a. a trend used in nursing education to reduce attrition in prelicensure students.”
b. those skills necessary for safe, competent nursing practice.”
c. educational opportunities that provide remediation when student is unable to perform psychomotor skills correctly.”
d. critical thinking exercises aimed to improve reading and math skills.”

 

 

ANS:  B

Correct: Core competencies are those skills and elements that are fundamental and essential for safe, competent practice.

Incorrect:

  1. The aim is not to reduce attrition but to ensure students have skills needed to provide safe care in today’s dynamic health care environment.
  2. Critical elements are the components of any skill required to produce safe, competent care.
  3. The aim is not to improve reading and math skills but rather to enhance critical thinking related to the practice of nursing.

 

DIF:    Comprehension                              REF:   p. 35

 

  1. A nurse realizes that a health care concern related to globalization was:
a. the emergence of epidemic hepatitis A.
b. the pandemic of H1N1 “swine flu.”
c. reemergence of polio.
d. an increase in chronic illnesses.

 

 

ANS:  B

Correct: In 2009, there was a pandemic of H1N1 on every continent and a reemergence of Staphylococcus aureus (MRSA).

Incorrect:

  1. Hepatitis A is not related to globalization; rather the most common cause is lack of simple hand washing.
  2. Polio has been almost nonexistent in the United States since the 1960s.
  3. Globalization does not affect chronic illness.

 

DIF:    Knowledge     REF:   p. 46

 

  1. A student nurse is preparing a presentation that requires identification of outcomes for the care of heart failure patients. Which is a correctly written outcome?
a. Develop a teaching program to address physical activities that improve cardiac function.
b. Consider the clinical manifestations associated with Level 4 heart failure.
c. List the most common pharmaceutical approaches to reduce preload in heart failure patients.
d. Consider the economic impact that recidivism has on the patient and health care facility.

 

 

ANS:  A

Correct: Outcomes use action words, actions that nurses actually do, such as develop, plan, implement, integrate, plan, or conduct. Objectives begin with words like describe, discuss, list, or recognize; they are directions for learning, not what nurses do.

 

DIF:    Application    REF:   p. 39

 

  1. A member of a nursing students study group comments, “I wish our instructor would just tell us the important information that we will be tested on in our course and on NCLEX®. Instead, we spend some time early in the class discussing key facts then the most of the time working through case studies, then practicing on the simulator rather than caring for ‘real’ patients.” This teaching-learning style represents:
a. memorization of basic facts presented early in the lecture.
b. Objective Structured Clinical Examinations (OSCE).
c. peer-to-peer learning.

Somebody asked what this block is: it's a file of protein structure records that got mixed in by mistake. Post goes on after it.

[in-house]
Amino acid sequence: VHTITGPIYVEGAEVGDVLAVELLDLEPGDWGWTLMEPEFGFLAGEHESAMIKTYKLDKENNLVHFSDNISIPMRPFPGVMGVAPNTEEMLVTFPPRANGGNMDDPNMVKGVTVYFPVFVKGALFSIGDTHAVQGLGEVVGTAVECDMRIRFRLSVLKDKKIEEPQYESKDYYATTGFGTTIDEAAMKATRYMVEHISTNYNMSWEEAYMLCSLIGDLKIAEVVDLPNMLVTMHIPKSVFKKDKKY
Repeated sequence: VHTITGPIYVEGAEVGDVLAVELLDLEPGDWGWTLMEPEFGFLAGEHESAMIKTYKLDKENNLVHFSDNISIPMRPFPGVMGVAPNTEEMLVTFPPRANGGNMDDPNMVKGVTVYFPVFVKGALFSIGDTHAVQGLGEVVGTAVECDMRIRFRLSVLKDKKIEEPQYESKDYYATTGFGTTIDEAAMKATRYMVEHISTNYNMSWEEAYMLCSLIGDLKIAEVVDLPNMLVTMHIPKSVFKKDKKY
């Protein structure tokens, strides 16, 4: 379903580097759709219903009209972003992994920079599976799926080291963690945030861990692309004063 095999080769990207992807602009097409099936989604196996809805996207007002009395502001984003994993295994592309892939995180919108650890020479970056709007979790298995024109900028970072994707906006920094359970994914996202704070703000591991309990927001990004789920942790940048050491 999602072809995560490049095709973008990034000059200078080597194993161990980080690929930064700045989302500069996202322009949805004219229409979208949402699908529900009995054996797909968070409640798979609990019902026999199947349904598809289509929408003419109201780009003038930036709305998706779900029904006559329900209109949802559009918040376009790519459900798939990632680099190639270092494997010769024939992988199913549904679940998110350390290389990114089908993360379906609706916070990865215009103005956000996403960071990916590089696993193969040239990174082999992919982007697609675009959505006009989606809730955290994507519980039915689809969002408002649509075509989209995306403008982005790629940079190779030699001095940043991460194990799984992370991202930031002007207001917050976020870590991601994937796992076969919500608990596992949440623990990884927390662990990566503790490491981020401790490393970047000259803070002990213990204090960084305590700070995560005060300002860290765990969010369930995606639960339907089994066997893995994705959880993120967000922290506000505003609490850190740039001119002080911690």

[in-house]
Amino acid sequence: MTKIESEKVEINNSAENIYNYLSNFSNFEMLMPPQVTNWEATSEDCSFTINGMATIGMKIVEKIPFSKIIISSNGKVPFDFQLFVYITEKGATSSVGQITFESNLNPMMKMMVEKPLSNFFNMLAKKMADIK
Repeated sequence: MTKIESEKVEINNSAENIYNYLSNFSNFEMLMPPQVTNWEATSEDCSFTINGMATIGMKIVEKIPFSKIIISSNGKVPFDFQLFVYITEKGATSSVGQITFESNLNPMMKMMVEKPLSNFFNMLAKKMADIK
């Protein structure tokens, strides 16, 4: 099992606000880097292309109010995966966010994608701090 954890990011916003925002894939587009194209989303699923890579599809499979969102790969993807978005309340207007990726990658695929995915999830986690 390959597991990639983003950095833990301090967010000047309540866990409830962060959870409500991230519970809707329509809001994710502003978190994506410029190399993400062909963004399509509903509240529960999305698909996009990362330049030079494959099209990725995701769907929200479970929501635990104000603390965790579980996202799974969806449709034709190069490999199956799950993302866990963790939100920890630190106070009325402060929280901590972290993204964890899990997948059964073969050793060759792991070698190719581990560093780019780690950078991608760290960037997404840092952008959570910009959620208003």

d. practice-based competency.

 

 

ANS:  D

Correct: Practice-bases competency includes active engagement and application in real practice situations and interactive strategies such as case studies and simulation.

Incorrect:

  1. Lectures and readings are passive and promote memorization.
  2. Objective Structured Clinical Exams are examinations or assessment measures rather than a teaching-learning style.
  3. Peer-to-peer learning involves peer teaching to helps students at risk.

 

DIF:    Application    REF:   p. 37; Table 3-1

 

  1. The Southern Poverty Law Center would be consulted in which situation?
a. An elderly patient can’t afford needed medications because his adult child uses the money for gambling.
b. A group of immigrants are paid half the wages as the citizens of the country receive.
c. Single mothers living below poverty level sell their government-subsidized food to purchase items such as make-up and gasoline for their cars.
d. A gang of teenagers target students who participate in alternate lifestyle choices.

 

 

ANS:  D

Correct: The Southern Poverty Law Center is a national organization that promotes tolerance in schools and monitors militant hate groups and initiates law suits against violent offenders.

Incorrect:

  1. Social workers or agencies such as the National Center on Elder Abuse (NCEA) would be involved in representing the needs of this vulnerable population.
  2. The Equal Employment Opportunity Commission would be contacted when unfair wages are paid to minorities or disadvantaged groups.
  3. The Southern Poverty Law Center focuses on hate groups and does not intervene in poverty issues or concerns. Social workers would be involved with the needs of this vulnerable group.

 

DIF:    Comprehension                              REF:   p. 45

 

  1. A person interested in employment in the health care sector has less than 1 year to pursue his/her education and wants to focus on functional aspects of patient care. He/She desires to work in a long-term facility. Which type of nursing program should this person request information about?
a. Bachelor’s degree in nursing (BSN)
b. Licensed practical nurse (LPN)
c. Associate degree in nursing
d. Master’s degree in nursing

 

 

ANS:  B